Australia is targeting clean hydrogen exports to Japan as part of a new initiative aimed at attracting overseas investment into hydrogen supply chains, while the two countries also signed a landmark defence agreement amid rising tensions in the region.
Australian Prime Minister Scott Morrison revealed the first round of the government’s A$150 million (US$107.6 million) Australian Clean Hydrogen Trade Programme (ACHTP) would focus on the export of clean hydrogen to Japan under last year’s Japan-Australia Partnership on Decarbonisation through Technology.
The ACHTP is aimed at supporting projects to develop export supply chains originating in Australia and the commercial production of clean hydrogen and derivative products, such as clean ammonia.
The programme will be funded over five years from the A$565.8 million the federal government committed towards low emissions technology international partnerships and initiatives under its 2021-22 budget.
Morrison said the programme would help deliver Australia’s target of reaching net zero emissions by 2050 by working with other countries to help lower the cost of clean energy technologies.
“It is critical that we work closely with our international partners such as Japan to deliver on Australia’s low emissions objectives,” he said.
“Clean hydrogen is central to both Australia’s and Japan’s plans to achieve net zero emissions while growing our economies and jobs.”
Australia’s Minister for Industry, Energy & Emissions Reduction, Angus Taylor, added that the establishment of hydrogen supply chains would help facilitate investment into Australia and create jobs.
“Australia is a world leader in clean energy and our high quality resources have long been in strong demand from our international partners,” he said.
“The Morrison Government is positioning Australia to become the international clean hydrogen supplier of choice and we are investing to make this reality.”
The Australian government believes clean hydrogen could directly support 16,000 jobs by 2050, plus an additional 13,000 jobs from the construction of related renewable energy infrastructure.
It also forecasts hydrogen, for both domestic use and export, could generate more than A$50 billion in additional gross domestic product by 2050.
The hydrogen partnership with Japan was struck during a virtual meeting on Thursday between Morrison and Japanese Prime Minister Fumio Kishida.
Kishida had intended to attend the meeting in person, however cancelled his journey amid rising cases of the Omicron Covid-19 variant in Japan, which is also on the rise in Australia.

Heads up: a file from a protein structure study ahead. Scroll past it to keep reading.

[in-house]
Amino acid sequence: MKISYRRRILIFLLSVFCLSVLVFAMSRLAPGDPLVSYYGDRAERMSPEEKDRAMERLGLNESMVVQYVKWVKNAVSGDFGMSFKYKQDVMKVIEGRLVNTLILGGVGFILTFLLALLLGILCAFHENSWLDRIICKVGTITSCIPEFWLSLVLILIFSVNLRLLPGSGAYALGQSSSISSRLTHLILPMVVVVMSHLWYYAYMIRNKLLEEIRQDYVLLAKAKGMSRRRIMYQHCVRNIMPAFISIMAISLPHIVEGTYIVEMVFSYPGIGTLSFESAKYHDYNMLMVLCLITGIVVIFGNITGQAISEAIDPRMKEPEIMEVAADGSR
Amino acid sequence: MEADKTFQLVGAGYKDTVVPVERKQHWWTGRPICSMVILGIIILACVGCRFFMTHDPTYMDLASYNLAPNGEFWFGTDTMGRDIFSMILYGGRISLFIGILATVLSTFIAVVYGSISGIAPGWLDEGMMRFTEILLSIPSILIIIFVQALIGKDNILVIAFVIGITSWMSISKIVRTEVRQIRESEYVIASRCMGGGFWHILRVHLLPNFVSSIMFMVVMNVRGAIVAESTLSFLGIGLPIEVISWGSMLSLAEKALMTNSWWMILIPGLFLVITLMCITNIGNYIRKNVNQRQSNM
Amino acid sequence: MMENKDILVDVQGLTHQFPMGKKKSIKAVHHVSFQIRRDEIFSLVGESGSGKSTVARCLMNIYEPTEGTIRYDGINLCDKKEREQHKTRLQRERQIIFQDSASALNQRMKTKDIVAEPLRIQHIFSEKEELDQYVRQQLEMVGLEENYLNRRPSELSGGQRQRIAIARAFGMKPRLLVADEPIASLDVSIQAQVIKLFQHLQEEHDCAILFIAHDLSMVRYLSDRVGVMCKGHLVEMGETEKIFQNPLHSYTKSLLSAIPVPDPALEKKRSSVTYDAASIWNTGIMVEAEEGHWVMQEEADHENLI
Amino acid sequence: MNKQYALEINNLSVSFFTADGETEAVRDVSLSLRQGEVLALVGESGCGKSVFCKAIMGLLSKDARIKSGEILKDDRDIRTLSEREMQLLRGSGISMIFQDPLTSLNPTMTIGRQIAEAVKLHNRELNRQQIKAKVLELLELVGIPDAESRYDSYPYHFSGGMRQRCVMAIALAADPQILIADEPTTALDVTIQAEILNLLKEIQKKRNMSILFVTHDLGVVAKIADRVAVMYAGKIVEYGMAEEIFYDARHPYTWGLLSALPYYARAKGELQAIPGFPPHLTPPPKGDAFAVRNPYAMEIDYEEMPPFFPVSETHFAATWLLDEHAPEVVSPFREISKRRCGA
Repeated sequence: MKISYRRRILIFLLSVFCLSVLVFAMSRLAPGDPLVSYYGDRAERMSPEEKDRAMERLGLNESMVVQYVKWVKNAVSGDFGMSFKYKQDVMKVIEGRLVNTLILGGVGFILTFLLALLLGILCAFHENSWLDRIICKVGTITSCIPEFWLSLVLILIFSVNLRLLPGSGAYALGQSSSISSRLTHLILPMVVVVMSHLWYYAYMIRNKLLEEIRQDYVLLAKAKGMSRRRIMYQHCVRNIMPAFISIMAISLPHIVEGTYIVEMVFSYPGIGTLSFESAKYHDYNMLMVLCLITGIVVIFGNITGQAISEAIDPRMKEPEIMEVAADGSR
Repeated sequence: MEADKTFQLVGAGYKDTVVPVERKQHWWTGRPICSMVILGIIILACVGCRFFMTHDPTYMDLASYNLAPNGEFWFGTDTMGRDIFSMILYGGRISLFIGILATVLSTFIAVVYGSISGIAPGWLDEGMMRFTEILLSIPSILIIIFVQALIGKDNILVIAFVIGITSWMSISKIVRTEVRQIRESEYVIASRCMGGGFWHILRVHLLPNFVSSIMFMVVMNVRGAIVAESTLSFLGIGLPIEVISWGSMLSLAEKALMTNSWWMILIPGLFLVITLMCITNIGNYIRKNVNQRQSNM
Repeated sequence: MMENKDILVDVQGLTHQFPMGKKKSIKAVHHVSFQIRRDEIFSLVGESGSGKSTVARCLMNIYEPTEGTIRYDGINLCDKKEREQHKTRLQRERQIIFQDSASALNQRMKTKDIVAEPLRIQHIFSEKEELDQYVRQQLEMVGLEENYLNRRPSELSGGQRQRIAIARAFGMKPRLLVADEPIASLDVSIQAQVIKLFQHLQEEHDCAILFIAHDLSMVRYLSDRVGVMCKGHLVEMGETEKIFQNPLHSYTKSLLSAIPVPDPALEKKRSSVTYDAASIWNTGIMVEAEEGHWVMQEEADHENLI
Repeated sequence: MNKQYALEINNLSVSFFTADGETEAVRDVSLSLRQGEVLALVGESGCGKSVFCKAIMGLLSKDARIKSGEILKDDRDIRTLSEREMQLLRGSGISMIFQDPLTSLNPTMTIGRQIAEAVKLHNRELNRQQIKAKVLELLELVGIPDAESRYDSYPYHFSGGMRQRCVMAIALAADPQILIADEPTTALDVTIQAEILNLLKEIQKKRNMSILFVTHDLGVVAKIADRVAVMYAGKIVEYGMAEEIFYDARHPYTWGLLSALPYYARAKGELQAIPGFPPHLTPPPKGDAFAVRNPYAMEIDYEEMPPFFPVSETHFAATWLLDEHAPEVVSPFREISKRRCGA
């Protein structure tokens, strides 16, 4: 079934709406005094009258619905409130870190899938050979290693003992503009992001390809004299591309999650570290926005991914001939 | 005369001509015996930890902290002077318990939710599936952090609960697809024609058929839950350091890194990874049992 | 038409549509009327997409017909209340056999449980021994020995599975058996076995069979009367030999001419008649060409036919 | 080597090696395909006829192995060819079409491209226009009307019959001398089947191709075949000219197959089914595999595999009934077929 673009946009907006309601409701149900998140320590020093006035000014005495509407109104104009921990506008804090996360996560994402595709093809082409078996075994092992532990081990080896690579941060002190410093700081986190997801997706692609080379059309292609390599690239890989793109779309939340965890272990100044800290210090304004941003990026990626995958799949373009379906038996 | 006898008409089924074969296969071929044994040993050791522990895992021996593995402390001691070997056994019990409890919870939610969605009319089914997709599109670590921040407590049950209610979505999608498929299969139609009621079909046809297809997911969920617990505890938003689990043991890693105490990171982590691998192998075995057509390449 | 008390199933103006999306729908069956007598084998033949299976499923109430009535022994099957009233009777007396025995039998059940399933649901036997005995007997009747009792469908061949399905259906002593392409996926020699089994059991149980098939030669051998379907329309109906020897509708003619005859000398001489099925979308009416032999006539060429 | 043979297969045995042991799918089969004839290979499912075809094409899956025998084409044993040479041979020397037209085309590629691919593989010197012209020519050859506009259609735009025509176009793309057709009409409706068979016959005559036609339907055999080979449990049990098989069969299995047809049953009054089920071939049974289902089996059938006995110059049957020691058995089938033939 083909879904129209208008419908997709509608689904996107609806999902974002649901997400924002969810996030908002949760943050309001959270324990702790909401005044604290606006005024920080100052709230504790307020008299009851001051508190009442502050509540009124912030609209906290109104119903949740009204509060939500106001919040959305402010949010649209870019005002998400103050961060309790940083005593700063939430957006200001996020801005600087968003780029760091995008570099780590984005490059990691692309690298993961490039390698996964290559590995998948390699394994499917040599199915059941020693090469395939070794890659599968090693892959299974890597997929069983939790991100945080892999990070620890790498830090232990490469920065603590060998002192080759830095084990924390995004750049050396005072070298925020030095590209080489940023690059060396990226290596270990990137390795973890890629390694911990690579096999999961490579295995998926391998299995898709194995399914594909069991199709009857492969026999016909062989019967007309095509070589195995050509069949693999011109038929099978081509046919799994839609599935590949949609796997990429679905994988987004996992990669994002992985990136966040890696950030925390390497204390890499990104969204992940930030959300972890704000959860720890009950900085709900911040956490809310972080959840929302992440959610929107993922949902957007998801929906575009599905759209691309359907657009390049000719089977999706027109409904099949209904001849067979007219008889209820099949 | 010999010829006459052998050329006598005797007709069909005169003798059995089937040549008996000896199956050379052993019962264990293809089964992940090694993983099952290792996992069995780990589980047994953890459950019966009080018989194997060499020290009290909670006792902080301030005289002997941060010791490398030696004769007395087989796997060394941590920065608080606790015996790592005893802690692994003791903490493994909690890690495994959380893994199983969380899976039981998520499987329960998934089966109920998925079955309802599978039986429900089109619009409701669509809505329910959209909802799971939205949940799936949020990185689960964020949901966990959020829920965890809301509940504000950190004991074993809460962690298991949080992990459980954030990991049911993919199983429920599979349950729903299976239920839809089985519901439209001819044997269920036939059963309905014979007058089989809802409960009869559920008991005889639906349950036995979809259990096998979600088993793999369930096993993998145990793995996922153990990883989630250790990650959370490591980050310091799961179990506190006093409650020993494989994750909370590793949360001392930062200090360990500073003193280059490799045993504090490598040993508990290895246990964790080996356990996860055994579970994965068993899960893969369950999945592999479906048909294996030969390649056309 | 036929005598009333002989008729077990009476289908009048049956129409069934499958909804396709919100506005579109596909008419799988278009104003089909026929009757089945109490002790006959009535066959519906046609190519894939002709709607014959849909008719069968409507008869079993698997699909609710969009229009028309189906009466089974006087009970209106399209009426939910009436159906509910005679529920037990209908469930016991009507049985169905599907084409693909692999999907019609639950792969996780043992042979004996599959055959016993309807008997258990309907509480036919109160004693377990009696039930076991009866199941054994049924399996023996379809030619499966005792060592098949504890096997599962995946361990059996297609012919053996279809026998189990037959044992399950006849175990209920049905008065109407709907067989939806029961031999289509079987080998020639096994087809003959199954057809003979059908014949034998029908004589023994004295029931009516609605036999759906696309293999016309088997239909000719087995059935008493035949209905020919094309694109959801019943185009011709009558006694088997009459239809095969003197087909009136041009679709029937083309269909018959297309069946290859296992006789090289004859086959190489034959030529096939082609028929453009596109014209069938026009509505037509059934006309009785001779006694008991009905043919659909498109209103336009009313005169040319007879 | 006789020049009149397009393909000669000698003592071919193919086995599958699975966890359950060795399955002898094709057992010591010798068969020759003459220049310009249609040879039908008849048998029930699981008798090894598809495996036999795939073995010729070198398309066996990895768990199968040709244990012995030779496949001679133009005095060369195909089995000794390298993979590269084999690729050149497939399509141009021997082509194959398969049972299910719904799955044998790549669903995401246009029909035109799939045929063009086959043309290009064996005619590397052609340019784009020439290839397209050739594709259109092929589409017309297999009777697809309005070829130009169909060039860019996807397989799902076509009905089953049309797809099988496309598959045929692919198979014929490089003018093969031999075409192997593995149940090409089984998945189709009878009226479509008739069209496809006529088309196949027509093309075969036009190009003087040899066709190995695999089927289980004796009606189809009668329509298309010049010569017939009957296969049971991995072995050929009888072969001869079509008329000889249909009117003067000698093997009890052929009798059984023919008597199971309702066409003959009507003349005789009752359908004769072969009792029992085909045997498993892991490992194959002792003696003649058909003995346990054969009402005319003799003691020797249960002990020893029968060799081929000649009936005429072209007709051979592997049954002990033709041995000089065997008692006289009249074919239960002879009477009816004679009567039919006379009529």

The virtual meeting also saw the two nations sign a landmark treaty — the Reciprocal Access Agreement (RAA) — the first reciprocal Status of Forces Agreement Japan has signed with any country other than the US. The US has a similar agreement in place with Japan signed in 1960 that allows its forces to be stationed throughout Japan’s territory.
The treaty will allow for greater cooperation between Australian and Japanese military forces to facilitate cooperative activities such as joint exercises and disaster relief operations. It also comes as China’s economic and military influence in the Indo-Pacific region continues to grow.
In a joint statement, Morrison and Kishida reiterated “serious concerns about the situation in the South China Sea” and reaffirmed their “strong objection” to China's “unlawful maritime claims and activities”.
The leaders also highlighted increasing tension in the East China Sea between China and Japan over the contested Senkaku/Diaoyu islands and expressed “strong opposition” to any “destabilising or coercive unilateral actions that seek to alter the status quo and increase tensions in the area”.
The leaders also called on the need for “peace and stability” across the Taiwan Strait, while also highlighting “serious concerns” over reported human rights abuses against Uyghur and other Muslim minorities in Xinjiang, China.
Morrison and Kishida also condemned North Korea’s ongoing development of nuclear weapons and ballistic missiles” in Thursday’s joint statement.
Morrison said the treaty would “usher in a new chapter in advanced defence cooperation” between the two nations amid “a new and even more challenging environment, particularly within the Indo-Pacific”.
“The RAA is a landmark treaty which opens a new chapter for advanced defence and security cooperation, in what is a complex and rapidly changing world,” Morrison said.
“This treaty… will form an important part of Australia’s and Japan’s response to the uncertainty that we now face.
“It will underpin greater and more complex engagement, interoperability and cooperation between the Australian Defence Force and the Japanese Self-Defence Forces.”